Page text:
Wambacher and several other of Blau’s colleagues at the Radium Institute were ardent Nazis, and even before the 1938 German annexation of Austria they were maneuvering to steal credit for her work and have her removed. As her personal and professional situation rapidly deteriorated along with the political climate, Blau realized it was time to leave.

Thankfully, she wasn’t completely without friends. As with many other Jewish scientists threatened by Nazism, colleagues in other countries looked for ways to help. A chemist friend at the University of Oslo offered Blau a temporary job for a semester, while Albert Einstein, by then in the United States, tried to help her find refuge. He finally managed to secure a job for her at the National Polytechnic Institute in Mexico City, where Blau and her mother moved in November 1938. Austria had fallen to Hitler that spring, right after she left for Oslo. As she later wrote to a friend, she was “perhaps the last Austrian to pass the German border.”


Identification card photos

Photos from Blau’s Mexico City identity card, 1941.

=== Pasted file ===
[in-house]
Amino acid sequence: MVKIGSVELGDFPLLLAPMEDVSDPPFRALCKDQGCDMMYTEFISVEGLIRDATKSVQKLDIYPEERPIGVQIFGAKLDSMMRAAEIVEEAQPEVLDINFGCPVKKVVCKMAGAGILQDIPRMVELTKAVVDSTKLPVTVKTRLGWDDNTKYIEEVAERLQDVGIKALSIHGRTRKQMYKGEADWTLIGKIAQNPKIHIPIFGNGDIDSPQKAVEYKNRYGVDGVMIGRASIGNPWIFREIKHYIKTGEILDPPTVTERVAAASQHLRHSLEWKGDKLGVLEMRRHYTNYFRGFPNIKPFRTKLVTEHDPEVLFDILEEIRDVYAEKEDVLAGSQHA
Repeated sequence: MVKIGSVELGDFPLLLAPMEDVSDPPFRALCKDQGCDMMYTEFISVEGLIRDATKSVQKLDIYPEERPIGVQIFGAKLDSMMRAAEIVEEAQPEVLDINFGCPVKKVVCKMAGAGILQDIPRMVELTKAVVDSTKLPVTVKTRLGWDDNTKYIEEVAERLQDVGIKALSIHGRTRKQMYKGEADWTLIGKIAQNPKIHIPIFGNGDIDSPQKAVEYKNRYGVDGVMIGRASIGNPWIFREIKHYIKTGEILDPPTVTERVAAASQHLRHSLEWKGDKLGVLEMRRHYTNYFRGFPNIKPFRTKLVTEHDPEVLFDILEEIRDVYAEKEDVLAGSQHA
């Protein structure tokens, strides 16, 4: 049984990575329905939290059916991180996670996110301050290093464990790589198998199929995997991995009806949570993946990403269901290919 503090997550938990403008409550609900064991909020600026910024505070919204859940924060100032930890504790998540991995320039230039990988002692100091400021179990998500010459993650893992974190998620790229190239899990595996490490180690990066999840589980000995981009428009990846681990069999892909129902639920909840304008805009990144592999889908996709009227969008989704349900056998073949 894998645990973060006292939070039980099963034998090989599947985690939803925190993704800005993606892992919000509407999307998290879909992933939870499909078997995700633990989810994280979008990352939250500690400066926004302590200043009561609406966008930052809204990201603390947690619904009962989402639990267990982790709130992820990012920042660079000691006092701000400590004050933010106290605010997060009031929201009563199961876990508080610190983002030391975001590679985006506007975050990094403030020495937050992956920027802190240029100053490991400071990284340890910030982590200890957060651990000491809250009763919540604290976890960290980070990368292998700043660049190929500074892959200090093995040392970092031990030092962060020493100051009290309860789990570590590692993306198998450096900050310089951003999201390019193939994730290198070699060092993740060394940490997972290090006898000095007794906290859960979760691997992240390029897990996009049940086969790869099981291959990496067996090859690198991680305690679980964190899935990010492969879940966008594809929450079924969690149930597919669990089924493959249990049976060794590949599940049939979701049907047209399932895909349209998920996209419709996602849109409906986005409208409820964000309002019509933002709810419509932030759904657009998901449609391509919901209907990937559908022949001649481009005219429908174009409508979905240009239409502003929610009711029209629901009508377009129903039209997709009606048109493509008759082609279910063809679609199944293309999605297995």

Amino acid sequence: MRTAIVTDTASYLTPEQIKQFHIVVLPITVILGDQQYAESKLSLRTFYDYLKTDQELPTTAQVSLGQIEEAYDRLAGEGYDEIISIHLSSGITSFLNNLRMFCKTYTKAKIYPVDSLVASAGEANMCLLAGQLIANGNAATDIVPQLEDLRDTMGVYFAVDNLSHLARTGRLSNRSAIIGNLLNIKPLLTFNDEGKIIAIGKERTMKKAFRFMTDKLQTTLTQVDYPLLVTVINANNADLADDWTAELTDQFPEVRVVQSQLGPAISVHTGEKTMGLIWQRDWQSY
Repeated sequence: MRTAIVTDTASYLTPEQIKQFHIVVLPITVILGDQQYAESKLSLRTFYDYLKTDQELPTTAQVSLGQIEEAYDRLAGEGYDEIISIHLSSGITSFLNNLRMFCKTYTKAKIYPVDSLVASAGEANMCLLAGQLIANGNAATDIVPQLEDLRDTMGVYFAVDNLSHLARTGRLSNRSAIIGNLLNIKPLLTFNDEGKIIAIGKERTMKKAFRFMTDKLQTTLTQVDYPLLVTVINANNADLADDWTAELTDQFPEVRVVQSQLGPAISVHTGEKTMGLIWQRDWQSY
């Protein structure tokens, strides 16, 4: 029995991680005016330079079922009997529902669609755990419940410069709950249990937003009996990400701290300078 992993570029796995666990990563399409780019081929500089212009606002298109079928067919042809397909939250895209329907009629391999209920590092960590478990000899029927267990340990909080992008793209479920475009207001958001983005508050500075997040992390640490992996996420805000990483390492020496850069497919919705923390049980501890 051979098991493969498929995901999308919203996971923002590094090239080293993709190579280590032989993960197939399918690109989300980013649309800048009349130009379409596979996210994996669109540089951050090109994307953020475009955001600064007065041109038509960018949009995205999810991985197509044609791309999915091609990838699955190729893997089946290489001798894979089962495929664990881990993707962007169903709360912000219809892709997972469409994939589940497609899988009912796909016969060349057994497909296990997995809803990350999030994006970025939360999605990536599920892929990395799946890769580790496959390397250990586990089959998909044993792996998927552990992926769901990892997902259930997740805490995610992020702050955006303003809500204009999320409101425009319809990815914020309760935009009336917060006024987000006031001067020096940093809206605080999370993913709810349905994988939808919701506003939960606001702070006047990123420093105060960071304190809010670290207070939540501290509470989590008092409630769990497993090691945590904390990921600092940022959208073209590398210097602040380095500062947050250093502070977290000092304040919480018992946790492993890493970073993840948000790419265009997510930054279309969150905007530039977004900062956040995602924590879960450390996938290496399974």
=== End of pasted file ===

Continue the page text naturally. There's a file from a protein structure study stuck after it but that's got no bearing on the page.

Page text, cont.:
AIP Emilio Segrè Visual Archives, Gift of Robert Rosner

Mexico saved Blau from the Holocaust, but the country never truly felt like home, professionally or personally. A lack of financial and scientific resources left her largely unable to continue her research. She supported herself and her mother by teaching undergraduate physics and doing routine industrial work. Meanwhile, Wambacher and other Nazi colleagues continued to flourish, publishing papers on emulsions and cosmic rays, building on Blau’s research while ignoring or barely acknowledging her existence. They had the considerable benefit of her scientific notebooks and data, most of which she had been forced to leave behind when fleeing Austria.

With her work situation in Mexico increasingly difficult, Blau finally managed to move to the United States in 1944 to work as an industrial scientist for several New York companies. After a brief period in a small Wisconsin town, she returned to New York in 1948 to take up an academic position at Columbia University. Two years later she moved to the Atomic Energy Commission at Brookhaven National Laboratory. At last, she was truly back in the research game, in her own field, and with access to the latest advanced equipment. She proved herself a pioneer again—using her photographic methods in conjunction with the latest cyclotrons and particle accelerators.